They recently pulled out $25,000 from a 401(k) plan to buy a car, and they have other big-ticket bills coming. Plus, they want to travel and rent in Florida for a month or two, and they’re worried they can’t afford it.
“We both started taking Social Security at age 62 because expenses were not being covered by the interest and dividends our investments were generating,” Gene said.
The couple, whose names have changed, have saved $380,000 in 401(k) plans, $262,000 in IRAs, $70,000 in a brokerage account, $90,000 in mutual funds, $90,000 in bonds, $10,000 in a money market and $2,000 in checking.
The Star-Ledger asked Jody D’Agostini, a certified financial planner with AXA Advisors/the Falcon Financial Group in Morristown, to help the couple plan for a long retirement.
“They are feeling some cash flow pressures,” D’Agostini says. “They are starting to feel the effects of inflation, as prices for goods and services are rising, and they now are relying on their savings to provide.”
In order to make their budget work, D’Agostini says they have to take a critical look at their monthly expenses.
She said it appears the couple are spending close to $5,400 per month. Their collective Social Security benefit gives them $3,190 a month, and starting in May, $104 will be deducted for Medicare for each of them on a monthly basis. This all adds up to $2,210 month of unmet expenses, post-tax.
D’Agostini took a look at their expenses, starting with the fixed ones, which are expenses they must pay each month: basic food, clothing, shelter and transportation. These totaled about $3,700 per month, leaving only roughly a $500 per month to be covered.
D’Agostini recommends they try to meet their fixed expenses with fixed sources, which would include Social Security, pensions or annuities.
“Since neither Gene nor Shannon have a pension, then I would recommend that they purchase an annuity for this gap,” she said. “This will assure that their fixed costs will be met.”
All the other expenses are discretionary, and can be reduced or cut when the need arises, she said.
In retirement, if you are able to be disciplined in your spending, you stand the best chance of a financially healthy retirement, she said.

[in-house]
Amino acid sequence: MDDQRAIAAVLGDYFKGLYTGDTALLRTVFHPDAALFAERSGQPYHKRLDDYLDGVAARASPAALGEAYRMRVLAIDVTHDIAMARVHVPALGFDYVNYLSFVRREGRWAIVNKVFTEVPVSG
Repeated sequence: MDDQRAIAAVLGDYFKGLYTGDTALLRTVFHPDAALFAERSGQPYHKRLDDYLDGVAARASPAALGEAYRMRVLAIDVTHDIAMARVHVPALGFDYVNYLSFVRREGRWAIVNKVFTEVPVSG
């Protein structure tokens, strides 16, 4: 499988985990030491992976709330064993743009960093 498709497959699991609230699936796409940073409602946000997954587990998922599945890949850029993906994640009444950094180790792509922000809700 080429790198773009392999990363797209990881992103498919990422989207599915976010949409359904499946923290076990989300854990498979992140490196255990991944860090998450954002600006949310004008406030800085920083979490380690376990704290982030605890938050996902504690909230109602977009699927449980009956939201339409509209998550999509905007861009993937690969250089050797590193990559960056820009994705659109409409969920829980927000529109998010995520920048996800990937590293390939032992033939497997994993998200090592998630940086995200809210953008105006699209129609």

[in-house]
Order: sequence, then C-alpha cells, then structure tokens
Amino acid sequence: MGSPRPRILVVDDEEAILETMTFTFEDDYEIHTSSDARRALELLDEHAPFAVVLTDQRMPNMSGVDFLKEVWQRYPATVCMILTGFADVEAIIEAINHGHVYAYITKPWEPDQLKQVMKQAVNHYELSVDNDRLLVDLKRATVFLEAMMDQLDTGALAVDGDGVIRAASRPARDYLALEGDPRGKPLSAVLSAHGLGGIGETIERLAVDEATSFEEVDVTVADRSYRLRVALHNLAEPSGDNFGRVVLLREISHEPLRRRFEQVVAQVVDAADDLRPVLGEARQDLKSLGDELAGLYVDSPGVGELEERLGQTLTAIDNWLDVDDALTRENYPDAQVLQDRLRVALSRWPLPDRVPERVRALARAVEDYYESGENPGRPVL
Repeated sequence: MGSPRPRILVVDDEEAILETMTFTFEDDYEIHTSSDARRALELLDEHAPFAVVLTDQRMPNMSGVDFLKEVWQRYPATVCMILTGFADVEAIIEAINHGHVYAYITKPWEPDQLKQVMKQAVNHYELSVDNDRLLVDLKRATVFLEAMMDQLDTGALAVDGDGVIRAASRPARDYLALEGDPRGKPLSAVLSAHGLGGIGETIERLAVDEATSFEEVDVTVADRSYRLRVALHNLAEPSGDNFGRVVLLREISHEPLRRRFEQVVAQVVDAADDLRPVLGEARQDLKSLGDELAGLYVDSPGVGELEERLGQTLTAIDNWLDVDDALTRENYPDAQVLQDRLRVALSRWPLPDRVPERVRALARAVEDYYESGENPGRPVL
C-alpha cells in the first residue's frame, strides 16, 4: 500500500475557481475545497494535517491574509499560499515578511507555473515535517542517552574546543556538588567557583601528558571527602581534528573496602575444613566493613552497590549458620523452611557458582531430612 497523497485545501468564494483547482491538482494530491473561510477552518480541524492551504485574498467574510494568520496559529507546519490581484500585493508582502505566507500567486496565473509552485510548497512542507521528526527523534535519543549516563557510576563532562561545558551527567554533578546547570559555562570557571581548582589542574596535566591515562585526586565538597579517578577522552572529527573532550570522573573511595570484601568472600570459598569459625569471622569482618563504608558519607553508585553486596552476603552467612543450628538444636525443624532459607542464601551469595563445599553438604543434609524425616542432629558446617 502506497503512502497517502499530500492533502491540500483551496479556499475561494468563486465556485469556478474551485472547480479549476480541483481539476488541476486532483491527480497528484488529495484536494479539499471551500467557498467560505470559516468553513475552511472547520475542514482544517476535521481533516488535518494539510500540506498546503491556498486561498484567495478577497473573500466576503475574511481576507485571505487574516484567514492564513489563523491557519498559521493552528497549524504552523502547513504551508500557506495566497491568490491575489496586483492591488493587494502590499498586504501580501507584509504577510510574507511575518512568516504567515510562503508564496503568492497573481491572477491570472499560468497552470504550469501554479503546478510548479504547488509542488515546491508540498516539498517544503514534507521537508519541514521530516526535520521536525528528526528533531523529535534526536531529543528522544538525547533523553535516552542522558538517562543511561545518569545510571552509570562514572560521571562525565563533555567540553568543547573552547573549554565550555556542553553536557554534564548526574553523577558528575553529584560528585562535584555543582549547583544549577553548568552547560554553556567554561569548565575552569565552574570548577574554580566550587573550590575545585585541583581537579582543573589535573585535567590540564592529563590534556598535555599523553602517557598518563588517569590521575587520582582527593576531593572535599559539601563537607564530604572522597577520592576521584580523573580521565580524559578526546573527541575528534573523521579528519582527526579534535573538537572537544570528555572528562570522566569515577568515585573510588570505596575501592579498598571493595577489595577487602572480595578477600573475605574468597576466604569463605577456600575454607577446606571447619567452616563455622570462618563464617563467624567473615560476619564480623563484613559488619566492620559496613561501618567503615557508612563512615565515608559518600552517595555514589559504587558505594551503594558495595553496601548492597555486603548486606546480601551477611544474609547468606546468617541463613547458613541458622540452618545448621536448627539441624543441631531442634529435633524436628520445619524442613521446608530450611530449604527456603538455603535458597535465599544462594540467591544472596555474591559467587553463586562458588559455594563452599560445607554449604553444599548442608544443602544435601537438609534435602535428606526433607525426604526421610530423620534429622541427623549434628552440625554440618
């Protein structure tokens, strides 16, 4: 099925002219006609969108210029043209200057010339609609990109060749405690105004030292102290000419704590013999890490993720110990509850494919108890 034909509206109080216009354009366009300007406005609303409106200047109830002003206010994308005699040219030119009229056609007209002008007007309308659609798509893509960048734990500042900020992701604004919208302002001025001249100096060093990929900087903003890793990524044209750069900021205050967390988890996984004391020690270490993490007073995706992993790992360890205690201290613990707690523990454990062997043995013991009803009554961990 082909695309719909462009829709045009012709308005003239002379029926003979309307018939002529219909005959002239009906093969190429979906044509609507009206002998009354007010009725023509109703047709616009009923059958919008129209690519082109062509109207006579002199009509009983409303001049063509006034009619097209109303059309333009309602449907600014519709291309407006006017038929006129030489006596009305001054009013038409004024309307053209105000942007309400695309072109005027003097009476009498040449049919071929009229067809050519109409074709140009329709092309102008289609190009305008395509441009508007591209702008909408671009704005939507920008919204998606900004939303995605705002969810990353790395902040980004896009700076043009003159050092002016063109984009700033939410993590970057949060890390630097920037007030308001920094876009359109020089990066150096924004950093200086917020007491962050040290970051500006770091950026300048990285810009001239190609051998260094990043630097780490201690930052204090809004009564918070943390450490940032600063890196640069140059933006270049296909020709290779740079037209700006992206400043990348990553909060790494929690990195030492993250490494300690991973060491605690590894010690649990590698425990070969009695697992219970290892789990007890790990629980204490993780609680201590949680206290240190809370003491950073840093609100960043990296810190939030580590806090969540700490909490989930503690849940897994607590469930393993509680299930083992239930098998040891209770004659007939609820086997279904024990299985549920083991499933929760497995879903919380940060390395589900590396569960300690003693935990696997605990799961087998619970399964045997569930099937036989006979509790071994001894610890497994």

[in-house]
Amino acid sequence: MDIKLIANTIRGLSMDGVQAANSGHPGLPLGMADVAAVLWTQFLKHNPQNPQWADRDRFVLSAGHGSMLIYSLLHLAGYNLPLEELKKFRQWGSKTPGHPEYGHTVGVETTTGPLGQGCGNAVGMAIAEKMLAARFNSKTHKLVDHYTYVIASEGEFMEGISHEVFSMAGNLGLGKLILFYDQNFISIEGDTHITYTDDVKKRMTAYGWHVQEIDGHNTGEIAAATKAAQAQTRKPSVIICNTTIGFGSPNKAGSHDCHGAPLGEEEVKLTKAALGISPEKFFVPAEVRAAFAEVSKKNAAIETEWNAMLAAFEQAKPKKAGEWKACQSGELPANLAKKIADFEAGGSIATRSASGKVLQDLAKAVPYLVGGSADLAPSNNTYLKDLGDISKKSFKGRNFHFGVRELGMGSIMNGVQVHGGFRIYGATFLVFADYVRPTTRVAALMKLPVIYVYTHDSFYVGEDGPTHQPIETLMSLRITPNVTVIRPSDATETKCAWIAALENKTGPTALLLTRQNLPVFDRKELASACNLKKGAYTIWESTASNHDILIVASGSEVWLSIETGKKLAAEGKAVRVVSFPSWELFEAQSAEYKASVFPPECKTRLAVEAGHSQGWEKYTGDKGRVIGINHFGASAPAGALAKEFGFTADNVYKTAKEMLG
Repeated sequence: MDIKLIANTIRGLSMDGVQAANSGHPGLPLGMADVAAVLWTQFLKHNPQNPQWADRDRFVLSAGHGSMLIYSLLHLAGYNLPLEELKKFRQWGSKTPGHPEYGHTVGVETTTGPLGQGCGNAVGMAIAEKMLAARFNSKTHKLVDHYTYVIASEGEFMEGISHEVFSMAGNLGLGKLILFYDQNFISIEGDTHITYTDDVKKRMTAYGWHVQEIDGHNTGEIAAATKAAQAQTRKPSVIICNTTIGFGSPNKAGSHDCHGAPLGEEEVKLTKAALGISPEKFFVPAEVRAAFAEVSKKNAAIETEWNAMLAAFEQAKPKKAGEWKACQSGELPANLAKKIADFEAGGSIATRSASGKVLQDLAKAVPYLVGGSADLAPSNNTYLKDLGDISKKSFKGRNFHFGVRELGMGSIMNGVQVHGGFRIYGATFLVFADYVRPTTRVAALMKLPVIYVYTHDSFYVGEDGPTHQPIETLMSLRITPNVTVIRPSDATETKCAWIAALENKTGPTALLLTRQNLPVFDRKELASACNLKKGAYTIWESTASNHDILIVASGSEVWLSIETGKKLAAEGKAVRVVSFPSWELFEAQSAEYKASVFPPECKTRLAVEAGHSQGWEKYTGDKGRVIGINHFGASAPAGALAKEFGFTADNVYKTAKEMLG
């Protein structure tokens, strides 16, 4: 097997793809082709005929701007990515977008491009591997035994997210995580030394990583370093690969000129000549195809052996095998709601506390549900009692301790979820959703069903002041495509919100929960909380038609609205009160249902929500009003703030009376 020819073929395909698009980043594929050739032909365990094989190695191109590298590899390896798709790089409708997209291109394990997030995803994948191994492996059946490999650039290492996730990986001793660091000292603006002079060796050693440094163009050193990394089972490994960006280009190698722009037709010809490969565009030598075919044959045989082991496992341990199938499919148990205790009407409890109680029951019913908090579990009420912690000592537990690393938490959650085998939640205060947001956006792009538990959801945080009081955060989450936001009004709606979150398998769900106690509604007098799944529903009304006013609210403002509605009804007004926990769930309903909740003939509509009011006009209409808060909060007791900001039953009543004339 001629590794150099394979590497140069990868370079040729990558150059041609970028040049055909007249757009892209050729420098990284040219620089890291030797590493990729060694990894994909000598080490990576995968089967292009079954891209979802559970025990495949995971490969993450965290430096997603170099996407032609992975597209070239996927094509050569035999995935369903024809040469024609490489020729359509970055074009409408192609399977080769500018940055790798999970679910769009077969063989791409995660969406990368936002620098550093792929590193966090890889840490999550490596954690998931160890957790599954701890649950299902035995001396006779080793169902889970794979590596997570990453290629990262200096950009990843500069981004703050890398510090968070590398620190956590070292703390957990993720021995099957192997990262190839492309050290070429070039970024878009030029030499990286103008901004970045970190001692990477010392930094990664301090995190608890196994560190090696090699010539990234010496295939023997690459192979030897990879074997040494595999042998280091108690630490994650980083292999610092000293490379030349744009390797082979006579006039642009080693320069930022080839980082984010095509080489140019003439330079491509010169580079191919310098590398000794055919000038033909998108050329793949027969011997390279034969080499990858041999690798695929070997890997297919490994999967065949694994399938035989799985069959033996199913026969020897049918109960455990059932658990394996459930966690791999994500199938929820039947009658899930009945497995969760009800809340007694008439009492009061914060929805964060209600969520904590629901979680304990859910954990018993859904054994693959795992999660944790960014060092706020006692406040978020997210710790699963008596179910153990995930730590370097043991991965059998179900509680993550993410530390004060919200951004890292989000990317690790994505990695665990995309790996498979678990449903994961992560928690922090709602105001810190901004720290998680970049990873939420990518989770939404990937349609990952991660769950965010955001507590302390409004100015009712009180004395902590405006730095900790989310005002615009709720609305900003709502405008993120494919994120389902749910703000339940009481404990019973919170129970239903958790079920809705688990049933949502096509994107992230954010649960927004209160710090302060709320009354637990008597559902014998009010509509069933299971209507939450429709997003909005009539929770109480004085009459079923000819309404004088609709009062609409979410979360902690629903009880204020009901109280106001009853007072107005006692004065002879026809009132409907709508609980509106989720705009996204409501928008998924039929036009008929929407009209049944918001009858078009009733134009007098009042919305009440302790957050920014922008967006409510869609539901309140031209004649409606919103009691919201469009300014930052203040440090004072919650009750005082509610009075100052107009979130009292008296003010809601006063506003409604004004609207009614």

“By this I mean, in the years when your investments are performing well, and returns are greater, then you can spend more, and conversely, in the years when your investment returns are lower or negative, then you should curtail the discretionary spending,” she said. “Having your fixed costs already met, then you will not be dependent upon market performance to pay your basic bills.”
She said most retirees do not have enough saved to generate income for a potential 30-year retirement, so they will need to stay fully invested during their entire retirement. This means taking on some equity exposure.
One of the ways to accomplish this is having your investments in different buckets, she said. The fixed bucket is there to meet all of your fixed expenses. There could then be a second bucket for the discretionary expenses going out for the next 18 months to two years.
“In a 30-year retirement, if history is an indicator, there will be two to three market corrections,” she said. “These often last less than two years, and if you do not need to draw on your investments during this period, and rather continue to stay fully invested, then you have a better chance of being able to afford a long retirement.”
That means the third bucket would be invested in a diversified portfolio with a goal of growth. This would theoretically outpace inflation and provide the future cash flow that can pour into the short-term bucket, D’Agostini says.
“Using the ‘Rule of 72’ as a basic calculator, if inflation averages 3 percent, then prices would double in 24 years,” she says. “The greatest risk in retirement is longevity. You can outlive your resources.”
D’Agostini had Gene and Shannon take a risk tolerance quiz, which found them to be moderate investors, which would be a roughly 40 percent stock and 60 percent bond mix. But right now, they only have about 13 percent in stocks, which limits the upside of their portfolio.
“It looks like their rate of return should be around 4 percent, which over time will hurt their ability to stay ahead of inflation,” D’Agostini says.
She instead proposes a new allocation with a rate of return of over 5.5 percent. They can sell off some of their bonds, remember to rebalance annually and replenish the short-term bucket. The new mix proposed also has them moving from five asset classes to nine asset classes, which means spreading the eggs over more baskets, she says.
One area to watch is the couple’s old Series EE Bonds, now worth $90,000 with a cost basis of $30,000. Selling these will lead to a $9,000 tax on capital gains, but she recommends these be sold and invested in stocks for appreciation.
Currently, they are living off approximately $64,000 per year, and they would like to generate enough from their investments for travel and winter vacations in Florida. D’Agostini says they need their investments to offer a safe withdrawal rate of $32,000 a year.
“Assuming that they carve off $64,000 for their short-term or cash bucket, they would have close to $800,000 for the growth bucket,” she says. “If they were to generate an average of 4 percent from this investment, that should provide them with approximately $32,000 of income per year and would allow them the ability to take the month in Florida and perhaps travel.”
The one caveat would be that in years when their investments are not performing, they should curtail their travel, and in years when the investment returns are positive, they can join the snowbirds down South.